Synthetic Testing - ATTO / CrystalDiskMark

ATTO and CrystalDiskMark (CDM) are free and easy-to-use storage benchmarking tools that SSD vendors commonly use to assign performance specifications to their products. Both of these tools give us insight into how each device handles different file sizes.

In ATTO, the FireCuda 530’s sequential performance ramped steadily across most block sizes, and in CDM, it scored some of the best sequential performance in the group. In terms of random performance, it also delivered very strong results that not only surpassed the WD Black SN850, but also roughly matched the Samsung 980 Pro at QD1. When we ramped up the queue, the FireCuda 530’s random performance scaled well, but didn’t score quite as high in reads as the Samsung 980 Pro or WD Black SN850 at QD 256. However, in reaching roughly 1.6 million random write IOPS, its write performance cannot be touched.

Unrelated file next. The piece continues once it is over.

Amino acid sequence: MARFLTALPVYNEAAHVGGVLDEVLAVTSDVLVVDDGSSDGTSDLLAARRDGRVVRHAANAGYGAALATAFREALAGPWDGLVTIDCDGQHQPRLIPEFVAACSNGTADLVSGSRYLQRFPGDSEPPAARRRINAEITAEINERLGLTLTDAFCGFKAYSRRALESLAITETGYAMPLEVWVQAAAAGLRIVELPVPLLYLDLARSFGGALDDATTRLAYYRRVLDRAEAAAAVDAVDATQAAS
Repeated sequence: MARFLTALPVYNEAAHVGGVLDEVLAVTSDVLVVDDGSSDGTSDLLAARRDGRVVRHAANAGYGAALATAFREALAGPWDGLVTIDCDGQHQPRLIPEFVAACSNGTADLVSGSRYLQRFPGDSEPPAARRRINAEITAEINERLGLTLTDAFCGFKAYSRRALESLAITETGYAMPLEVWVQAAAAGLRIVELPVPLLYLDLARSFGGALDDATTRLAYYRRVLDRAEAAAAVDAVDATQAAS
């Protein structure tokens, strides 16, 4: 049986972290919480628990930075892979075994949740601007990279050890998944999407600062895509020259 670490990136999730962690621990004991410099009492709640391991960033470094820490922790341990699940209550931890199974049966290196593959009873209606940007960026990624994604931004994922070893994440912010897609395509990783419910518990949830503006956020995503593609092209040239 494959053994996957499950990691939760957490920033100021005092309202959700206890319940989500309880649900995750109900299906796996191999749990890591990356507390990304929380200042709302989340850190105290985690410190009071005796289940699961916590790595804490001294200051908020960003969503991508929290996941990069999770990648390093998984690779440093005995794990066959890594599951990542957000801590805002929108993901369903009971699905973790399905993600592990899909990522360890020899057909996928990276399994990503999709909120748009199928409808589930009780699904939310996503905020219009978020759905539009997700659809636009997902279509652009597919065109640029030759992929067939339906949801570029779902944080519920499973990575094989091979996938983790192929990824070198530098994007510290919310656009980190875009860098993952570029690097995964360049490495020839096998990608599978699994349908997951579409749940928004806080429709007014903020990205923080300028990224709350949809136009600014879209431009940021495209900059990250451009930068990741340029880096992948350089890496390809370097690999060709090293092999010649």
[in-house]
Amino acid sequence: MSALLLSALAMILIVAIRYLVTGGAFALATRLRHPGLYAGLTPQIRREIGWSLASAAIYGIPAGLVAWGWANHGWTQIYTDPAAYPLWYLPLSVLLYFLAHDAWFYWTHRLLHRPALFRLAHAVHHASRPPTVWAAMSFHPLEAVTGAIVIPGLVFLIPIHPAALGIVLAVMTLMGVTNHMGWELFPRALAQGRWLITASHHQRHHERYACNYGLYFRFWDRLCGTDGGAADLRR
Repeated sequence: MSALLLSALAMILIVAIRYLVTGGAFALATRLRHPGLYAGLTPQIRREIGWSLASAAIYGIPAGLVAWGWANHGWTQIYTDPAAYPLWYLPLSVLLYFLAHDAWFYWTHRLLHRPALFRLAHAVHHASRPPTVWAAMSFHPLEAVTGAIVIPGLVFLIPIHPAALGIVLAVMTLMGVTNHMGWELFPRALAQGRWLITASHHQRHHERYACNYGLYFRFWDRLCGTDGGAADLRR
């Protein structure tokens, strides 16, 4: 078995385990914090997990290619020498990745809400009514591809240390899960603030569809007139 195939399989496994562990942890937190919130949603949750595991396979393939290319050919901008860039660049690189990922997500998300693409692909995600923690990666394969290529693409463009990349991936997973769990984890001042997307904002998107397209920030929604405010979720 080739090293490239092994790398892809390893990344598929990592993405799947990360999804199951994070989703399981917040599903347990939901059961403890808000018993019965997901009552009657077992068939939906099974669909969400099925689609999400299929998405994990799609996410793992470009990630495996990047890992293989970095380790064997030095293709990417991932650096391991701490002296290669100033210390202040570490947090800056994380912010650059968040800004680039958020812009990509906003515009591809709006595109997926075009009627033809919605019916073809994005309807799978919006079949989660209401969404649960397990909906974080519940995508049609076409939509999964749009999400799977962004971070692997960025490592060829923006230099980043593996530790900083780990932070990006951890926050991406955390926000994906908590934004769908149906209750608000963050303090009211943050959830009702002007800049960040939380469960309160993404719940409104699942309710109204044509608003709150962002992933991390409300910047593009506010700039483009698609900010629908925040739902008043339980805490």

Sustained Write Performance and Cache Recovery

Official write specifications are only part of the performance picture. Most SSDs implement a write cache, which is a fast area of (usually) pseudo-SLC programmed flash that absorbs incoming data. Sustained write speeds can suffer tremendously once the workload spills outside of the cache and into the "native" TLC or QLC flash. We use iometer to hammer the SSD with sequential writes for 15 minutes to measure both the size of the write cache and performance after the cache is saturated. We also monitor cache recovery via multiple idle rounds.